Posted in Poetry, The Winners!

Fabostory Poetry Challenge Report! 

Judge’s Report by Melinda Szymanik

Wow! Just like last year, we had a lot of entries so Elena De Roo and I divided them up and judged half each. It was wonderful to see the poems that emerged from all the different prompts we offered in this last challenge for 2021. I read ice cream poems and monkey in hot pool poems, turtle poems and climate change poems, cloud poems and quite a few haiku.

Make sure with your haiku that you have counted your syllables and have the right number, as this is one of the most important rules for this type of poetry. My favourite haiku included those by Elsa Hurley from Katikati Primary, and Rubina Kim, Ryan Stuckey and Xavier Turner (the first haiku), all from Long Bay Primary. Well done! Haiku may look easy to write, but they definitely aren’t.

I wished fervently that some of you had let your poems rest for a day or two before you revised and submitted them. They had such lovely ideas inside them but they needed a little more work. Poems can be like that – like a block of marble that you need to chip away at carefully to find the sculpture inside.

And I’m sad to say some of the poems submitted were plagiarised. It was disappointing to see that a few of you chose to steal someone else’s work and submit it under your own name. Please don’t do this. I would much rather read your own poetry, and give prizes to those folk who have done the hard work and created their own poem.

I really enjoyed Grace Evans’ Friendship Recipe poem which was well thought out and quite delicious, and Amy Gilbert’s poem about the monkey in the hot pool which included some lovely descriptive language. Aveline Forsyth also wrote about the monkey in the hot pool, using great rhythm and with a powerful ending which reminded me of the Lion King. All three poets were from Selwyn House School.

Olivia Morriss from Oamaru Intermediate wrote quite a dramatic and unusual poem about climate change which I found intriguing, and Grace Moodie from Bethlehem College wrote a very clever poem using colour and the senses in a really interesting way, including the very cool following line which made me feel like I could hear it –

It sounded like gold
The symphony of a rising sun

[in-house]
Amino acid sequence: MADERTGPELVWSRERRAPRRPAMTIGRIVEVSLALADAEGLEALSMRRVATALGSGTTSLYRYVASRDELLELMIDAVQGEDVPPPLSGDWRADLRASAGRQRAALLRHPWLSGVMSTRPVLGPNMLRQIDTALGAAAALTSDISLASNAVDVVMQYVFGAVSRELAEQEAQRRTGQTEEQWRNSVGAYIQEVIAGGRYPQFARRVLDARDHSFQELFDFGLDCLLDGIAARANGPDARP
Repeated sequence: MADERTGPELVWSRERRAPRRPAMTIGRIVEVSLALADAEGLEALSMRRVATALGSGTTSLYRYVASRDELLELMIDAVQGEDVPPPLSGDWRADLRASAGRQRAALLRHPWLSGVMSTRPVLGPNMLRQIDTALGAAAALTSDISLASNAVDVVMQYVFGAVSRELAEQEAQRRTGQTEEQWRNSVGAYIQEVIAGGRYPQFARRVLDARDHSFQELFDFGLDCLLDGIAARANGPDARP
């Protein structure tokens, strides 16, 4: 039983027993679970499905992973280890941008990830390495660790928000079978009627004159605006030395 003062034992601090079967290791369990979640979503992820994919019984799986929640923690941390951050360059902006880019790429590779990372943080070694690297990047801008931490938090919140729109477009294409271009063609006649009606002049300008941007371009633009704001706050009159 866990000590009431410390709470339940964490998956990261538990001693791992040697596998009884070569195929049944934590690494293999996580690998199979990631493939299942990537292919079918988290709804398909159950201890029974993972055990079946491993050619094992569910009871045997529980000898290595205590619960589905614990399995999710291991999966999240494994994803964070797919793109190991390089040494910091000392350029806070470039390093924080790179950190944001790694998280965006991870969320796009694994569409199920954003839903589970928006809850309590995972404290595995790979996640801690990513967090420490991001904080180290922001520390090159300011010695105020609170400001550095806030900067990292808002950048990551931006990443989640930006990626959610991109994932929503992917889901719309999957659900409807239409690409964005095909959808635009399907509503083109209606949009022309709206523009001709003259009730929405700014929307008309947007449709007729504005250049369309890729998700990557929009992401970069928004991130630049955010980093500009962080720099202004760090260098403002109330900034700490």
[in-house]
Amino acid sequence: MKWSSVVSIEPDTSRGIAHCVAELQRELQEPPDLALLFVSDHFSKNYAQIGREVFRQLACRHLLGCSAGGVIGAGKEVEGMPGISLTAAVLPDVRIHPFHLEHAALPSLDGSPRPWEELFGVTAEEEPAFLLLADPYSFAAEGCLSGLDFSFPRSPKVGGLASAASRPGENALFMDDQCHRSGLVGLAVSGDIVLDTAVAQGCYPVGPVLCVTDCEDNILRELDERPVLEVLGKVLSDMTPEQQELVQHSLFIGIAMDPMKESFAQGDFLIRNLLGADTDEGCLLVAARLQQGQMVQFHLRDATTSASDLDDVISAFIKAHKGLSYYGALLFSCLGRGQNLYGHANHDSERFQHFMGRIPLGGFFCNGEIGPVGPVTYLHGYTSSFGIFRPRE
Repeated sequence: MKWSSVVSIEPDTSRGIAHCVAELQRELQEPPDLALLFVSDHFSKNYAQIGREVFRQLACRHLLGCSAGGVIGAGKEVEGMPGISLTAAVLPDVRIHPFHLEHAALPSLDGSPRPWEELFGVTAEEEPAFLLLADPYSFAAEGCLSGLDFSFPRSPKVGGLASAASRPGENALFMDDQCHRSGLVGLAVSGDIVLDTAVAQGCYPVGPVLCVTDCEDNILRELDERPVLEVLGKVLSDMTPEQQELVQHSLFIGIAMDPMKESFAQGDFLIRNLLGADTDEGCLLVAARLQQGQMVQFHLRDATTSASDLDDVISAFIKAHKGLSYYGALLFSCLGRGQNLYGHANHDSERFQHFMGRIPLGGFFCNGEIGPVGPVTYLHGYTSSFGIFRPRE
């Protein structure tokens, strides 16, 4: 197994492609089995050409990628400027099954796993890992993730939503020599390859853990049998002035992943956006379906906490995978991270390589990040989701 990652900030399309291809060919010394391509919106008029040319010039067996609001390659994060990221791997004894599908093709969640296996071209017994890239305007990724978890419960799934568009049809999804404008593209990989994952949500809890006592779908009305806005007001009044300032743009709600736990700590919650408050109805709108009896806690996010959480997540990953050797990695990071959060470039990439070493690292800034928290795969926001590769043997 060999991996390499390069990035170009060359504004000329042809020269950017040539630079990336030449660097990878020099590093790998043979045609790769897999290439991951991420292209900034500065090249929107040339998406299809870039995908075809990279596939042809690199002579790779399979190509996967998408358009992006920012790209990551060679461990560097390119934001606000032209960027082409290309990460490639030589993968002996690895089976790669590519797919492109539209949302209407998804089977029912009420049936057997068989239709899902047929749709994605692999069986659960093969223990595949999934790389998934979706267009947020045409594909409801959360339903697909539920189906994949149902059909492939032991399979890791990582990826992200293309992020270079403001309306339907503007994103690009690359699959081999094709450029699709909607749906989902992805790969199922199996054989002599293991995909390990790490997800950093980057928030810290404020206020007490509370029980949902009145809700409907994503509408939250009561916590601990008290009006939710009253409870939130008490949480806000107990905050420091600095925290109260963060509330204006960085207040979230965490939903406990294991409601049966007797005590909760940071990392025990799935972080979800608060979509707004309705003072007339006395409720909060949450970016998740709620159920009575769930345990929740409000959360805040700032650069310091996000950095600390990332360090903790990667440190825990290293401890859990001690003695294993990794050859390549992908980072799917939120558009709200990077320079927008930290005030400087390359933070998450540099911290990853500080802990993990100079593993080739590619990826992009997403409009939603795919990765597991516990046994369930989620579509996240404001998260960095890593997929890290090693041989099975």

The science geek in me really liked these lines from the second half of Maria Bereto-Walker from Ilam School’s poem –  

When this generation is over
The next will come
By forming

from the dust
Of the stars

Ben Cranwell’s (Long Bay Primary) second poem about the Last Polar Bear was short but very moving. Amelia Mackenzie from St Joseph’s Whakatane wrote a long, fun, slightly nonsense poem which had lots of lovely rollicking rhythm and rhyme. And Zoe Rive’s (Long Bay Primary) poem about eating an ice cream had me wishing I was eating one too.

I loved this line from Michael Brown at Long Bay Primary – Fluffy clouds were as orange as the hair on a fox – and these lines from Arlo Brooker, at Verran Primary –

He sounds like a piggy in mud  
He shakes the tv with his grumbles

Sophie Danaher from Marist Catholic School Herne Bay used a different poetry style, writing it as a paragraph, which worked really well with the lockdown theme she wrote about.

I thought Cooper Gallagher’s (St Andrews College) entry, which could also be turned into a short story or flash fiction, was clever and very funny. So Cooper, along with Samantha Muirhead from Kenakena Primary who wrote a wonderfully evocative poem, are my runners up.

The Grumpy Ape by Cooper Gallagher
First off I am NOT an ape!
I am a monkey,
A Japanese Macaque to be precise.
I am also known as the snow monkey, but I don’t like that name much
I HATE the snow!
My family all say “oh it’s not that bad”,
But they are wrong snow is TERRIBLE
They all sit in the hot pools and relax
But I sit and brood
I don’t care if they say I’m “being difficult” it’s just too cold!
When I try to sit in the hot pools the snow settles on my head
Then if I sneeze it comes tumbling down on me and that’s even worse!
I wish I could go to the rainforest with my cousin Gary
But he always says I’m to young to go with him
And that my home is here not halfway across the planet
But I don’t care they’ll come around eventually
Right?

Samantha Muirhead’s Poem

Wild animal beneath me
Ocean washes away sparkling gold
Pounding hooves a drumbeat
A glorious sight to behold
Wind whipping through my hair
Imprints whispering the way
The gentle warmth like a hug
The sea sends a teasing spray